Irish Georgian Society

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The vision of the Irish Georgian Society is to conserve, protect and foster a keen interest and a respect for Ireland’s architectural heritage and decorative arts. These aims are achieved through its scholarly and conservation education programmes, through its support of conservation projects and planning issues, and vitally, through its members and their activities.

Visitor Centre at the Hell Fire Club

29.09.2017

Posted by IGS

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The Society submitted a response to the proposed development of a ‘Dublin Mountains Visitor Centre’ at Coillte’s Hell Fire and Massy’s Wood in the Dublin mountains. This submission noted the potential for the development to have a significant negative impact on the architectural, archaeological and cultural heritage of the area and to compromise the integrity of the historic and designed landscapes. It further emphasised the importance of any development at the site to be informed by a comprehensive assessment of the sensitivities and significance of the historic landscapes and their architectural, archaeological and cultural heritage significance. Read the full submission here.

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Limerick Chapter visits Ledwithstown House and Tullynally Castle

25.09.2017

Posted by IGS

On Sunday 10th September 2017, members of the Limerick Chapter of the Irish Georgian Society enjoyed a wonderful day out to Longford and Westmeath, visiting two important historic houses over the course of the morning and afternoon. 

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The Feeney family of Ledwithstown House in Ballymahon were extraordinarily generous in sharing the history, restoration, and current life of their home with our group. Built for the Ledwith family in 1746 to the designs of renowned Irish architect, Richard Castle, the house is known as a 'a miniature gem' because of its intricate plasterwork, detailed wood mouldings, and fine stone carvings. The ongoing restoration of this beautiful home to its original splendour is a model for Irish buildings in similar situations. 

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In the afternoon, we visited Tullynally Castle, by kind permission of the Pakenham family, who arranged a great tour guide for us with Bartle D'Arcy. Originally a plain semi-fortified plantation house, then altered to a comfortable Georgian mansion during the eighteenth century, the building was transformed into a Gothic Revival castle by Francis Johnston in 1803, and again enlarged in the early 1840s with two enormous wings and a central tower, to the designs of Sir Richard Morrison. Bartle showed us through selected ground-floor rooms, and entertained us thoroughly with many fabulous stories. We later walked through the magical gardens of Tullynally, with a map provided to guide us through the many features and follies.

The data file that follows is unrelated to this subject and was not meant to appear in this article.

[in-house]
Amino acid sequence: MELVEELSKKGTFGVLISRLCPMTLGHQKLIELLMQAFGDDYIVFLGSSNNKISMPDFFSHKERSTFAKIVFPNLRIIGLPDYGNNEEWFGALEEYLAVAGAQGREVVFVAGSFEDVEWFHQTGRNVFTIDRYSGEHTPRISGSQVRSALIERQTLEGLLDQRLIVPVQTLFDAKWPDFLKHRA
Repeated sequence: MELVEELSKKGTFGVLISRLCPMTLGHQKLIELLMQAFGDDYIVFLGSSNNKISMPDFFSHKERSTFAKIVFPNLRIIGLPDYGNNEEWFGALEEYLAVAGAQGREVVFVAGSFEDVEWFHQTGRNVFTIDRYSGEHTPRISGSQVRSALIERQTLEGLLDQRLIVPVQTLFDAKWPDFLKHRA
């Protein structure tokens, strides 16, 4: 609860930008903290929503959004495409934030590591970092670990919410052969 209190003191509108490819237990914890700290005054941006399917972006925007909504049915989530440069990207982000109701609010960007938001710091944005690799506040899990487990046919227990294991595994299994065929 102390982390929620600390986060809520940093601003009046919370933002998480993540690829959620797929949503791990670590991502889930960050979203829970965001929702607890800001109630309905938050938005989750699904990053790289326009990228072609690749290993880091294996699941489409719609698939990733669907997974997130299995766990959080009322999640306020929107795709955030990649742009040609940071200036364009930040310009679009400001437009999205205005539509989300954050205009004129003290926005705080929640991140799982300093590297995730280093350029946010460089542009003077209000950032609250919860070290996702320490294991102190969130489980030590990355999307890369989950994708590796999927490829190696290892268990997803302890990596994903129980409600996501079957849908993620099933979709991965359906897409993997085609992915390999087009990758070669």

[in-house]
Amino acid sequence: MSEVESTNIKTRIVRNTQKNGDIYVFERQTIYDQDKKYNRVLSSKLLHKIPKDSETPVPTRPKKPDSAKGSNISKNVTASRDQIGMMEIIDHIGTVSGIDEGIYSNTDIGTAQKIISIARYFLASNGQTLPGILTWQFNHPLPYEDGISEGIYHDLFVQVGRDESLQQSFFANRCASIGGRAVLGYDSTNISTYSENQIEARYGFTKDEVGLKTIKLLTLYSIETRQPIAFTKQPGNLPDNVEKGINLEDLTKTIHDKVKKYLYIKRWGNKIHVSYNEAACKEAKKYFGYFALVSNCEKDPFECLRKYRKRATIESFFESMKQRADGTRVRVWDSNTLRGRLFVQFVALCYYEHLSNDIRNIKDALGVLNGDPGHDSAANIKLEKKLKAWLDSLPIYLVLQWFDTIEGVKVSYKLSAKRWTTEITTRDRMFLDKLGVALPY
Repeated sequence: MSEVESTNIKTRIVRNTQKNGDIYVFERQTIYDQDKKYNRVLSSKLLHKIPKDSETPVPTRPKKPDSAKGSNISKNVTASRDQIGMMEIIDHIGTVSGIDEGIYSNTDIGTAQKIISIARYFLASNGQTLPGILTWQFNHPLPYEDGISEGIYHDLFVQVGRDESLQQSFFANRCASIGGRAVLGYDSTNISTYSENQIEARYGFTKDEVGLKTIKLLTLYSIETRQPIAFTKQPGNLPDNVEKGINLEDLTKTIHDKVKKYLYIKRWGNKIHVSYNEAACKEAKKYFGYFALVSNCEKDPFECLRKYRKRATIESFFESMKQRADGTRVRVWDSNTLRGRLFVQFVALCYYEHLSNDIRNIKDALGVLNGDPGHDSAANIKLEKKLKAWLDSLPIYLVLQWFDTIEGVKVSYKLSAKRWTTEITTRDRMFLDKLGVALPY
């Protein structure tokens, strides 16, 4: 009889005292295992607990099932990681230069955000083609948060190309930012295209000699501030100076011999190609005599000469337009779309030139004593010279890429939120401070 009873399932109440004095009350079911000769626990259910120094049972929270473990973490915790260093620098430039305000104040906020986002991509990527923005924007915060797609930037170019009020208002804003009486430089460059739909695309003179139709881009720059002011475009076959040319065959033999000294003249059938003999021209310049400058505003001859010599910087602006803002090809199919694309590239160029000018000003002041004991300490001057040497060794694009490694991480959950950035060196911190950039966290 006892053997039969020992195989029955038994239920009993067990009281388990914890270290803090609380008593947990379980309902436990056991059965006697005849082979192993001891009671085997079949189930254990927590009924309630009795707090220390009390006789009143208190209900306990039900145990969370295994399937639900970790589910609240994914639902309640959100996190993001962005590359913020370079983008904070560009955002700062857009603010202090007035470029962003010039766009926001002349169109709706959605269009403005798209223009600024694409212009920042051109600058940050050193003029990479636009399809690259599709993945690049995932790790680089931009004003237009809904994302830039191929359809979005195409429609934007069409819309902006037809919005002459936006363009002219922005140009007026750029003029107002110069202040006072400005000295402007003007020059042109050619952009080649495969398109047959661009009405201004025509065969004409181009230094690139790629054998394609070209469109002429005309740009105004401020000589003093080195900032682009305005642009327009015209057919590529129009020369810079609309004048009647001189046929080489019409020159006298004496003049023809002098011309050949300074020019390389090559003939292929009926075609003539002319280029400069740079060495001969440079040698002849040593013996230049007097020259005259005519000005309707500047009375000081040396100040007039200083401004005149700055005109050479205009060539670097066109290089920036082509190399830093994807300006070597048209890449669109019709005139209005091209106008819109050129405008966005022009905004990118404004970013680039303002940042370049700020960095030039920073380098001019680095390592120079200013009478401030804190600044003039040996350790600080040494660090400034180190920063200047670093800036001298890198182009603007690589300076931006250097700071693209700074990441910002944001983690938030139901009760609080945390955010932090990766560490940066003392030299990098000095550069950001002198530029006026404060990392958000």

The Limerick Chapter would like to thank our hosts in both historic houses for providing us with a really spectacular day out. All funds raised through tickets for this day trip go towards our Small Works Grant Scheme, a project which is focused on repairing the historic street features of Limerick City. 

 

 

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Desmond Guinness Scholarship 2017 open for applications

14.09.2017

Posted by IGS

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Desmond Guinness Scholarship 2017

The Desmond Guinness Scholarship is awarded annually by the Irish Georgian Society to an applicant or applicants engaged in research on the visual arts of Ireland including the work of Irish architects, artists and craftsmen at home and abroad, 1600-1900.  

Preference will be given to work based on original documentary research. The Scholarship is intended primarily for applicants who are not yet established at an advanced professional level in research or publication of the visual arts. From 2015, the Scholarship has been supported by members of the Society's London Chapter.

The Scholarship does not have to be awarded in any one year, and the decision of the assessors, appointed by the Irish Georgian Society, is final.

The total value of the scholarship fund available for distribution is in the region of €1,000.

Application forms must be submitted (by post) by 2.00pm, Tuesday 31st October 2017.

Download an application form and guidelines here

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Irish Georgian Society Conservation Grants 2017

12.09.2017

Posted by IGS

Image-3.JPG#asset:7755Members of Irish Georgian Society London with Ashleigh Murray (left), Committee Chair and Primrose Wilson (right), Chair of the Conservation Grants Committee

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Members of Irish Georgian Society London with grant awardees at the grants announcement in Tea Lane Graveyard, Celbridge, Co. Kildare

The recipients of the Irish Georgian Society's Conservation Grants Scheme 2017 was announced on Friday at a small ceremony at Tea Lane Graveyard, Celbridge, Co. Kildare. In all, nine building conservation projects around the country were awarded €50,000 in total of grants. This is the fourth successive year of the Society’s Small Grants Scheme with total funding provided so far amounting to in excess of €200,000.

The conservation projects to receive grants this year include churches and a mausoleum in Counties Kildare and Mayo, and historic houses in Counties Cork, Laois and Mayo. These grants will support essential roof and wall works as well as the conservation of architectural features in need of urgent repair.